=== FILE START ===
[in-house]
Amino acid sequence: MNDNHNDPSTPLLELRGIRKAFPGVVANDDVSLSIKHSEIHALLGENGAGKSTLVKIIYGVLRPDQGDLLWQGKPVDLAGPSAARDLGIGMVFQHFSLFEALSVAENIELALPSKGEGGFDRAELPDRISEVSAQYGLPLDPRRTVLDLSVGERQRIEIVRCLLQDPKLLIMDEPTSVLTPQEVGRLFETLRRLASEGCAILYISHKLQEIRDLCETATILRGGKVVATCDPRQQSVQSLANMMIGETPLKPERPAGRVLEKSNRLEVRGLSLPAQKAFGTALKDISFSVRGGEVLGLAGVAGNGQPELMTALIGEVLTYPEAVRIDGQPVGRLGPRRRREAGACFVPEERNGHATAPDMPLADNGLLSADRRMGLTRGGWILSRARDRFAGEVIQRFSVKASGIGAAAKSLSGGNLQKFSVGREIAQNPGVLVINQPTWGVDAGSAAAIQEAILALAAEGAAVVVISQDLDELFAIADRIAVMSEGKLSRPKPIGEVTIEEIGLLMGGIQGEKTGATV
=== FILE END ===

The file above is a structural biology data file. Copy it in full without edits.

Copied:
[in-house]
Amino acid sequence: MNDNHNDPSTPLLELRGIRKAFPGVVANDDVSLSIKHSEIHALLGENGAGKSTLVKIIYGVLRPDQGDLLWQGKPVDLAGPSAARDLGIGMVFQHFSLFEALSVAENIELALPSKGEGGFDRAELPDRISEVSAQYGLPLDPRRTVLDLSVGERQRIEIVRCLLQDPKLLIMDEPTSVLTPQEVGRLFETLRRLASEGCAILYISHKLQEIRDLCETATILRGGKVVATCDPRQQSVQSLANMMIGETPLKPERPAGRVLEKSNRLEVRGLSLPAQKAFGTALKDISFSVRGGEVLGLAGVAGNGQPELMTALIGEVLTYPEAVRIDGQPVGRLGPRRRREAGACFVPEERNGHATAPDMPLADNGLLSADRRMGLTRGGWILSRARDRFAGEVIQRFSVKASGIGAAAKSLSGGNLQKFSVGREIAQNPGVLVINQPTWGVDAGSAAAIQEAILALAAEGAAVVVISQDLDELFAIADRIAVMSEGKLSRPKPIGEVTIEEIGLLMGGIQGEKTGATV